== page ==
Monday, May 20th, 2013
Recent press attention has once again highlighted the issues associated with excessive consumptions of salt. A significant amount of the salt that is consumed in the diet is hidden in processed foods.
One of the best ways to reduce salt content is to stick to a diet which is as natural as possible. The benefits of this can be further reaching too, with increased nutrients, more fibre, less saturated fats often benefits of a more natural diet.
See below for some healthy recipes to help you avoid jumping to those salt laden foods during lunch time.
Mix 100g cooked couscous with a can of chickpeas, a can of brown lentils, a small can of chopped tomatoes, 1 roasted courgette, 1 roasted aubergine, 2 roasted onions, a handful of chopped parsley leaves, the juice of 1 lemon and a drizzle of olive oil.
Mix 100g of cooked Quinoa with 1 chopped red pepper, 2 chopped tomatoes, 6 olives, 2 chopped spring onions, a handful of chopped basil leaves the juice of 1 lime and a sprinkling of mixed seeds.
Monday, May 13th, 2013
This week we are showing our support and raising awareness of Coeliac Awareness Week.
Coeliac disease is a common digestive health issue, causing inflammation and damage to the small intestine. It is an autoimmune disease in which individuals have an adverse reaction to gluten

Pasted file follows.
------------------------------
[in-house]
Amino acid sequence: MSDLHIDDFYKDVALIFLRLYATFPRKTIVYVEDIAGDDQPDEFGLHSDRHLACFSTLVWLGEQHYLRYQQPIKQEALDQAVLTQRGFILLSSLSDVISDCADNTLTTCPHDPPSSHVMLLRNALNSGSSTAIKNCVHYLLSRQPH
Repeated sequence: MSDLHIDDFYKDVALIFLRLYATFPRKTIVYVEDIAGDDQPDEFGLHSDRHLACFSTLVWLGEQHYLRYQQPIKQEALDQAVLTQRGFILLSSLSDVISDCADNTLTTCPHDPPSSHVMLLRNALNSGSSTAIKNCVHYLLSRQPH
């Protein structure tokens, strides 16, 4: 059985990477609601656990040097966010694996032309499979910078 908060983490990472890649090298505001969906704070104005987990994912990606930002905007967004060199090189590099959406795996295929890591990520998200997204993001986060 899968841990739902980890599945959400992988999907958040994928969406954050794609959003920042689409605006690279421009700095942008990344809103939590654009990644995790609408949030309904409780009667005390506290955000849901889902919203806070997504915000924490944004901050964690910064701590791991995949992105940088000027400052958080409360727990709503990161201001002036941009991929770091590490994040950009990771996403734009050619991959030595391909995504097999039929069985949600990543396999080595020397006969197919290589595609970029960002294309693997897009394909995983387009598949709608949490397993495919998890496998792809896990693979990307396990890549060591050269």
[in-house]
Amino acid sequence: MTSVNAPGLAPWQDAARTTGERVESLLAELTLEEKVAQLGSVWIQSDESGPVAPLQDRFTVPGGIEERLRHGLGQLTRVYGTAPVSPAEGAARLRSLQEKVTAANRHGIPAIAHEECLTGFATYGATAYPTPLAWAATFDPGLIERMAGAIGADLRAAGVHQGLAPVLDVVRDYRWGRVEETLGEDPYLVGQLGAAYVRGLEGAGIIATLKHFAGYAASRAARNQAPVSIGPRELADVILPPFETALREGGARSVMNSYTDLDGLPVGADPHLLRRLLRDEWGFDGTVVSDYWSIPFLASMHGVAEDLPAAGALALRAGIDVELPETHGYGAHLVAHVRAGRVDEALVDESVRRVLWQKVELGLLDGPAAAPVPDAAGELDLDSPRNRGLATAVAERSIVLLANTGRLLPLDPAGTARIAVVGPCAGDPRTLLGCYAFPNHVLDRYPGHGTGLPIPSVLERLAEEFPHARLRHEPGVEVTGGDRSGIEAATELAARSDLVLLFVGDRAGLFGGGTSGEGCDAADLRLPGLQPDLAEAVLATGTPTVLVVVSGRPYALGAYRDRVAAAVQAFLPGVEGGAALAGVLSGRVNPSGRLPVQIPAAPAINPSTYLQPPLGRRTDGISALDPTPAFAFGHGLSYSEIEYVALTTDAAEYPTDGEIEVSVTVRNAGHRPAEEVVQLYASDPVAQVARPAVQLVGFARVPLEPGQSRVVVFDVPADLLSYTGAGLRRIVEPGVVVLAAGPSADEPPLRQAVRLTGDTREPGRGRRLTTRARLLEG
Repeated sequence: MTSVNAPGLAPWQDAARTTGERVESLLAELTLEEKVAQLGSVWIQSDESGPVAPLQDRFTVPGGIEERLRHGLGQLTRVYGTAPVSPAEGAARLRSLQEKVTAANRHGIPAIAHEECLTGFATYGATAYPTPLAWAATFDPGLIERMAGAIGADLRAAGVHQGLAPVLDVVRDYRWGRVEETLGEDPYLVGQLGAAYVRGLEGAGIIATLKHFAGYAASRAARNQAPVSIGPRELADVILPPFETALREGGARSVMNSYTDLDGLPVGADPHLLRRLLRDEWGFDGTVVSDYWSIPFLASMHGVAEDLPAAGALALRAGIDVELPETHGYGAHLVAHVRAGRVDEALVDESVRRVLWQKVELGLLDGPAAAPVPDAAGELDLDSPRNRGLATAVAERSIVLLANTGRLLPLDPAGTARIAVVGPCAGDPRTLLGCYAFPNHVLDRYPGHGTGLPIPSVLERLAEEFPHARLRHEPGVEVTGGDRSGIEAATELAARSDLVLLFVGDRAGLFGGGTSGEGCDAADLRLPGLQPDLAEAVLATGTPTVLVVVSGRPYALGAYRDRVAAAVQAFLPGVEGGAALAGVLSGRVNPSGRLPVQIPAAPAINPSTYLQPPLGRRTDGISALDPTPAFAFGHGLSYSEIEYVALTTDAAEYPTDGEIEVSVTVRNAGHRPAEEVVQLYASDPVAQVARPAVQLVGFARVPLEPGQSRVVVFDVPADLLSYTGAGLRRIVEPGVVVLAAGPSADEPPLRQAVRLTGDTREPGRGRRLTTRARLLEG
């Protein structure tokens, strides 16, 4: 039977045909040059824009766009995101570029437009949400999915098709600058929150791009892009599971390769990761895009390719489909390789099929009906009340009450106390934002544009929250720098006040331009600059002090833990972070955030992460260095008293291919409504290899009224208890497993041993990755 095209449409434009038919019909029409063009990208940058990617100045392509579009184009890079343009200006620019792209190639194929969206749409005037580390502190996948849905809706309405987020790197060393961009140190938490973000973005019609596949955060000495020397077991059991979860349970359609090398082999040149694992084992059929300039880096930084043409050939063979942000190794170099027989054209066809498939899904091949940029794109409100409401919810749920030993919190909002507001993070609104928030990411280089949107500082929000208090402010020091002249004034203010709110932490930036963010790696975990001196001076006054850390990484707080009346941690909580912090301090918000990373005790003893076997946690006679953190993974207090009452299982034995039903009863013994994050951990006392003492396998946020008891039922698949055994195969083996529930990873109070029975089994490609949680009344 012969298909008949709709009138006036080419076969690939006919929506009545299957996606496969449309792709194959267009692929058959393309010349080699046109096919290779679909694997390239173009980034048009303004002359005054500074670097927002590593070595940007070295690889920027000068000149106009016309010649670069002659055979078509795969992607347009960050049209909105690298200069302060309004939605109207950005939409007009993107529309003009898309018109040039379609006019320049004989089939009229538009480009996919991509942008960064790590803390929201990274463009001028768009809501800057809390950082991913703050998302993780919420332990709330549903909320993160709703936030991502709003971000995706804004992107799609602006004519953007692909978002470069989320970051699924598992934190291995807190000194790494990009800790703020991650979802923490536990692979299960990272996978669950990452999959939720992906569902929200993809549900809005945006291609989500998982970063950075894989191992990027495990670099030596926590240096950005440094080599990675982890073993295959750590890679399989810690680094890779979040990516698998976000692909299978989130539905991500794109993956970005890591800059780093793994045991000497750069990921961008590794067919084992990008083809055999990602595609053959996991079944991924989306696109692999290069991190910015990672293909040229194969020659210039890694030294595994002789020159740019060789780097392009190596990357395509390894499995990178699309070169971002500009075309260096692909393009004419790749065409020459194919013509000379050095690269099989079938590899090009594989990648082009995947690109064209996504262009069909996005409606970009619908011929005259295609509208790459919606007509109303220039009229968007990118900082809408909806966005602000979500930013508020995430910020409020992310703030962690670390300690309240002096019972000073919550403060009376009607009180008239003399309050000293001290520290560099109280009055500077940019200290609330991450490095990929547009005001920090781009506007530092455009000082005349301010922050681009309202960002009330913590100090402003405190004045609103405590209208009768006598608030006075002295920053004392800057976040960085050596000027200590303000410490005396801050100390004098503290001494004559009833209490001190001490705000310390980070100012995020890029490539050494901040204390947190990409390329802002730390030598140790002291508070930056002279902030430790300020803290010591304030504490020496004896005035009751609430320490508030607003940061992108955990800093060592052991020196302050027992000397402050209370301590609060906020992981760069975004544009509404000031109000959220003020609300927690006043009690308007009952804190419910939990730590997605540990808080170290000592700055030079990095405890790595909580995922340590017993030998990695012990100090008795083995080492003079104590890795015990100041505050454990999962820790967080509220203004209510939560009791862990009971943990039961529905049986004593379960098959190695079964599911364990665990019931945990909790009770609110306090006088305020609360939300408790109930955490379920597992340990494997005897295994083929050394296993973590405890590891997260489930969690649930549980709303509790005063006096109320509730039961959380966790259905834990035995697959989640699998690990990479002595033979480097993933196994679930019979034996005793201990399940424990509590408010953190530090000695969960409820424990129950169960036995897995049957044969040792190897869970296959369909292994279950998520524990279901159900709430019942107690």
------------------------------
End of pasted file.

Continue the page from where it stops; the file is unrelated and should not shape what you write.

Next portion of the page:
Gluten is a protein found in wheat (e.g. spelt, couscous, bran), rye, barley and oats. Those who have coeliac disease should avoid sources of gluten such as bread, pasta, breakfast cereals, flour, cakes and biscuits.
At first cooking and eating gluten-free foods can often seem overwhelming and frustrating, however, there are a range of naturally gluten-free foods (including; rice, potatoes, corn, pulses, meat, fish, fruit & vegetables) and gluten-free substitute foods (pasta, breads, biscuits) which are available in the shops.
To celebrate Coeliac Awareness Week try this delicious bread and butter gluten-free pudding:
Gluten-free Apricot and Almond Bread & Butter Pudding
Cook for 35-40 minutes
8 slices of gluten-free sliced white bread, crusts left on
75g (3oz) salted butter, softened
200ml (7fl oz.) whole milk
100ml (3½fl oz.) double cream
4 tbsp. apricot jam
1 tbsp. Demerara sugar
1 tbsp. flaked almonds
- Preheat the oven to gas 4, 180°C, fan 160°C and grease an 18cm (7in) by 23cm (9in) baking dish.
- Generously butter the bread on both sides, then form into sandwiches and cut into triangle quarters. Arrange these quarters neatly in the dish so that they are overlapping each other.
- Whisk the milk, cream, eggs and apricot jam together thoroughly. Pour the mixture over the buttered bread and scatter with the Demerara sugar. Place in the oven for 30 minutes.
- Remove from the oven and scatter over the flaked almonds before baking the pudding for a further 5 to 10 minutes, or until the topping is golden brown.
For further information and support on Coeliac disease visit http://www.coeliac.org.uk/
Monday, May 6th, 2013